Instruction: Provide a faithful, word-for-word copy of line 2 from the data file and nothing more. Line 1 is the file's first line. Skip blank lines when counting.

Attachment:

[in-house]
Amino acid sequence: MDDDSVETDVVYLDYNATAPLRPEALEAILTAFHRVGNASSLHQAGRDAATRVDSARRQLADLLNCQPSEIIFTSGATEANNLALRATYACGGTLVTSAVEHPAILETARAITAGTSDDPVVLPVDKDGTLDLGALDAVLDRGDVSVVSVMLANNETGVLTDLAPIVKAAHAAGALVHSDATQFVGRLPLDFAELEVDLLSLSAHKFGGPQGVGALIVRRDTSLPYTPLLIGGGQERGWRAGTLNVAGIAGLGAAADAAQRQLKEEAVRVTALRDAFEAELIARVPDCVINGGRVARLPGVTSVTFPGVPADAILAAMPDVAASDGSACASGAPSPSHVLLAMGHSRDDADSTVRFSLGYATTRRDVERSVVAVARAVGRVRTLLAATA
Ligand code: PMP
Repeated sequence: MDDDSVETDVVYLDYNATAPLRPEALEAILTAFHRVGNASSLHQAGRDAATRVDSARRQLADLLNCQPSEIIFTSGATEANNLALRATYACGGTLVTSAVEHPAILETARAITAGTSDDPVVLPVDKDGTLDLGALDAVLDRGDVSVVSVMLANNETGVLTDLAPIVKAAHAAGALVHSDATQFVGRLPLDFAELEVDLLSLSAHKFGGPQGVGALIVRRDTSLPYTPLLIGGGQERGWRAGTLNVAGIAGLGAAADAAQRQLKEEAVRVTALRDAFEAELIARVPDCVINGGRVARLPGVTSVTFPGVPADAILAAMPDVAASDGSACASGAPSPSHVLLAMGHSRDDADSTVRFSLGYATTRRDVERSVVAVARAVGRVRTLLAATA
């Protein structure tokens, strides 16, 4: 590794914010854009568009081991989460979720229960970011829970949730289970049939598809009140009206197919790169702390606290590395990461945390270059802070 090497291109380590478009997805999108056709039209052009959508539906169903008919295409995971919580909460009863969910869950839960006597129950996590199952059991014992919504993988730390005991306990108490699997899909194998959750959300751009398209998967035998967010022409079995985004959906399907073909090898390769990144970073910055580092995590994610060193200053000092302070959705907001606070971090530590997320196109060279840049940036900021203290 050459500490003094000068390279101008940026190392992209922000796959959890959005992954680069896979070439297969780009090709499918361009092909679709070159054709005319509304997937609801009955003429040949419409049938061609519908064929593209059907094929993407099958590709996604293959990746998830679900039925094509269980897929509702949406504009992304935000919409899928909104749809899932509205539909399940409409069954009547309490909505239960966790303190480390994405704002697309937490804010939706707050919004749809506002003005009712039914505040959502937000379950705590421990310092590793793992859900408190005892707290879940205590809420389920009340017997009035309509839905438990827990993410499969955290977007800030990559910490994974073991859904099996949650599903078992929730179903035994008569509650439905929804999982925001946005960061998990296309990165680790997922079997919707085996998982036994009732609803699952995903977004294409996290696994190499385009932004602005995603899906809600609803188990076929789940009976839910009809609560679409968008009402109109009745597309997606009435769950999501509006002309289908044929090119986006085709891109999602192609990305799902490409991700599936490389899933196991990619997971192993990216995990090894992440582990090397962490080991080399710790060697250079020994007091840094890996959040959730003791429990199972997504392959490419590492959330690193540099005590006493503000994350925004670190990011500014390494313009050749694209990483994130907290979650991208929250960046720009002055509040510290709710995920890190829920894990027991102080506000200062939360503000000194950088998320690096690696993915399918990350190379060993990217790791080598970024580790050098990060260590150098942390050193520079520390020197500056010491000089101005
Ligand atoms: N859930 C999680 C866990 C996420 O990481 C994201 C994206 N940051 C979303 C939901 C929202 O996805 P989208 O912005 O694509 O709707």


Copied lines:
Amino acid sequence: MDDDSVETDVVYLDYNATAPLRPEALEAILTAFHRVGNASSLHQAGRDAATRVDSARRQLADLLNCQPSEIIFTSGATEANNLALRATYACGGTLVTSAVEHPAILETARAITAGTSDDPVVLPVDKDGTLDLGALDAVLDRGDVSVVSVMLANNETGVLTDLAPIVKAAHAAGALVHSDATQFVGRLPLDFAELEVDLLSLSAHKFGGPQGVGALIVRRDTSLPYTPLLIGGGQERGWRAGTLNVAGIAGLGAAADAAQRQLKEEAVRVTALRDAFEAELIARVPDCVINGGRVARLPGVTSVTFPGVPADAILAAMPDVAASDGSACASGAPSPSHVLLAMGHSRDDADSTVRFSLGYATTRRDVERSVVAVARAVGRVRTLLAATA